Affidavits seen by TAG24 show that bullet holes were found in the walls of Barnes' home in Alaska and the word "Kill" was carved into his porch – all in an attempt to scare him into silence.
The US hasn't reserved its heavy-handed tactics just for Indigenous advocates. Barnes insists that diplomats around the world are aware of Alaska's problematic omission from the NSGT list, but says many are too scared to stand up against the US, whose representatives have bullied and threatened CERD to prevent the committee from implementing its own rules and procedures.
Moving forward with vision
At this year's US review, CERD did not deny that it has the power to forward the IPNC petition to the Decolonization Committee, but it doesn't appear prepared to take that step.
"Our recommendation is that Alaska and Hawaii and the activists who approached us and lobbied should take their case to the Decolonization Committee, which meets in New York," CERD Chair Dr. Verene Shepherd told TAG24 in a Tuesday press conference.
"The Decolonization Committee is the proper mechanism and procedure for the activists because if they agree to hear petitions from those who are concerned with this issue, then they will be granted a hearing."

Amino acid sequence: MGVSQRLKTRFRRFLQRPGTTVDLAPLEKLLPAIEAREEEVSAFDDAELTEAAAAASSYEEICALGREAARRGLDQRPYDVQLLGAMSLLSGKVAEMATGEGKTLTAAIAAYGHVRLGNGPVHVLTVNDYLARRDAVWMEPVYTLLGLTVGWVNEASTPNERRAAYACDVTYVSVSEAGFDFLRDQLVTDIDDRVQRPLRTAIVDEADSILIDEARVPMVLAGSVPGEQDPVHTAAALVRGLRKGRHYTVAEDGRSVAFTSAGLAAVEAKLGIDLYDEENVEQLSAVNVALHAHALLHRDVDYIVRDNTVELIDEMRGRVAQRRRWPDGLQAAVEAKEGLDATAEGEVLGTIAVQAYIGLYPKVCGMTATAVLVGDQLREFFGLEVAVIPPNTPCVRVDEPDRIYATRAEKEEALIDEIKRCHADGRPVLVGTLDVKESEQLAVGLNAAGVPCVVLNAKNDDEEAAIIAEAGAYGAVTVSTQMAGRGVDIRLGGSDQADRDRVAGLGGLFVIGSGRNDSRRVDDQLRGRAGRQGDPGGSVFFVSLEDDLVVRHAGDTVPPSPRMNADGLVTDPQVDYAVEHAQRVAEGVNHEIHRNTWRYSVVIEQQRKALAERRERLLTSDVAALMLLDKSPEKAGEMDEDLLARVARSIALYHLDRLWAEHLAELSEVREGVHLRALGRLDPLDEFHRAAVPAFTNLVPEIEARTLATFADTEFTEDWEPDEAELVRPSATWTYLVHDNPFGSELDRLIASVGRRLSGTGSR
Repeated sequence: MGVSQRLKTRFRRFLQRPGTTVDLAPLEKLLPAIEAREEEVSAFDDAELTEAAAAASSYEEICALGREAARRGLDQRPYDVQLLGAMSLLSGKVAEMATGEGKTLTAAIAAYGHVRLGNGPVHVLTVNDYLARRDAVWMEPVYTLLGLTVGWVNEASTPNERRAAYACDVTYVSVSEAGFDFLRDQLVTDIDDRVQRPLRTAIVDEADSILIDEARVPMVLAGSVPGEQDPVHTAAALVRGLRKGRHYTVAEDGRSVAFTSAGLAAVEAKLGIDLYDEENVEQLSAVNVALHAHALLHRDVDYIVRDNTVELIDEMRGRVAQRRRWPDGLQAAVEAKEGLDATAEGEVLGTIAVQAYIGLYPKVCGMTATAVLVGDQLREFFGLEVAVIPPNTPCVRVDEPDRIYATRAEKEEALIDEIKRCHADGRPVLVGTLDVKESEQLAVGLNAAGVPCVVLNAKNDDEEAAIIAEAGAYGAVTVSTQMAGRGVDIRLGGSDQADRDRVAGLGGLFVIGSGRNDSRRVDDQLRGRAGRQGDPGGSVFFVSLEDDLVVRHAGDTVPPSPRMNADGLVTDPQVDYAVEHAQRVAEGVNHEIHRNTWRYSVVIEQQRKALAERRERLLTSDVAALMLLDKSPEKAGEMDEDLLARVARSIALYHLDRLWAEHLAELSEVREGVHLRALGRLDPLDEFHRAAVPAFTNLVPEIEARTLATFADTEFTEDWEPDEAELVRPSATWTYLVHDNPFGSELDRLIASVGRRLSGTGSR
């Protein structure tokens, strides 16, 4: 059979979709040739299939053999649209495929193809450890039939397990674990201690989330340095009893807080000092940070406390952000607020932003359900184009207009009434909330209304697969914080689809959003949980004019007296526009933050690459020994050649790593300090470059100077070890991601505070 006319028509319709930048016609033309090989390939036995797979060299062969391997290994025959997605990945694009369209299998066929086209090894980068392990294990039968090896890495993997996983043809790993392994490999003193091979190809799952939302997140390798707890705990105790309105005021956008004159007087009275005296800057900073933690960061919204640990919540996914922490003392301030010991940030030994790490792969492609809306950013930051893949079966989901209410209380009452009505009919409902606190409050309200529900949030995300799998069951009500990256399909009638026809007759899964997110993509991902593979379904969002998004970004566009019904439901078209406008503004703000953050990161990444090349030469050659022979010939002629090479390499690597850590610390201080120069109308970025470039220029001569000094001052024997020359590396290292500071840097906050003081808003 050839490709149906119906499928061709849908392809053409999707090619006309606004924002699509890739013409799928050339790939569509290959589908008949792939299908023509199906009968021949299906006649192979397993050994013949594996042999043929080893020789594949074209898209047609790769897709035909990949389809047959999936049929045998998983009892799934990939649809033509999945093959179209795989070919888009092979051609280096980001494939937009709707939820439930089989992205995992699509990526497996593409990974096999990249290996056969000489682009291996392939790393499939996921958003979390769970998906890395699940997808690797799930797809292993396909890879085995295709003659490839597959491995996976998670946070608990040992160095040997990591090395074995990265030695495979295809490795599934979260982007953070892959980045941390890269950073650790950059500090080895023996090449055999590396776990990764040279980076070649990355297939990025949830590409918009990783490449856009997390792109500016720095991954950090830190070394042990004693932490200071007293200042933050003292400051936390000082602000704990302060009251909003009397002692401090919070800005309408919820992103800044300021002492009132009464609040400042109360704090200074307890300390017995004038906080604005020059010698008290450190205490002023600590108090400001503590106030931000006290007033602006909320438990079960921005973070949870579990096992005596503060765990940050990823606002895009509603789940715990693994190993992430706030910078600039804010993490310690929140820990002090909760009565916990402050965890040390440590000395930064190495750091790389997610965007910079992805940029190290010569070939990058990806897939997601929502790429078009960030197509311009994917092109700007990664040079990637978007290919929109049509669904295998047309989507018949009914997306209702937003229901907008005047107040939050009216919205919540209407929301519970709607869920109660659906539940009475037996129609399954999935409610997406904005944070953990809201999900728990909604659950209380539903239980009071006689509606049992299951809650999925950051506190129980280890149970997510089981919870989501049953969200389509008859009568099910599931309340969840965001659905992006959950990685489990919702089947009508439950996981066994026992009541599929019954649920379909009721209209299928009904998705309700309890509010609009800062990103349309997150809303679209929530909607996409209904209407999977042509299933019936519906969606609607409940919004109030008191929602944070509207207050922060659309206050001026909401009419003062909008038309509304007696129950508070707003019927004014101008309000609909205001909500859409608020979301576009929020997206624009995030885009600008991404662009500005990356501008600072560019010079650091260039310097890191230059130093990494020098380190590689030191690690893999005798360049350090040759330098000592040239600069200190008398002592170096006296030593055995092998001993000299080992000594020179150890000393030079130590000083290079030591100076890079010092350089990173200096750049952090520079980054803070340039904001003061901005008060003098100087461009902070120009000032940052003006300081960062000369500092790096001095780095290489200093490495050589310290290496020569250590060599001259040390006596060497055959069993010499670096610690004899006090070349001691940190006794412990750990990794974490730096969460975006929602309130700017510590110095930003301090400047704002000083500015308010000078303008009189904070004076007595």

Though CERD will not transmit the report, which would have provided a powerful boost, Barnes nevertheless called the committee's response "encouraging," saying it validates Indigenous advocates' concerns over legitimate violations of the decolonization process. He also pointed to the recent passage of Human Rights Council Resolution 48/7, which calls on UN bodies and agencies to do everything in their power to address the negative impacts of colonialism, as a significant step forward in the decolonization fight.
Though the struggle for Alaskan Indigenous self-determination may be a long one, Barnes says he will not back down because his mission was passed down from a higher power.
"I really had a vision where you look and you see, but what is in front of you is a vision granted you by the Creator, by God. The message was to get into this [fight for decolonization], but to do it with unconditional love and without violence," Barnes shared.
"No matter how angry or how challenging it gets with your emotions, you cannot use violence because the message is, you are not going to win if you do."
Cover photo: IMAGO / agefotostock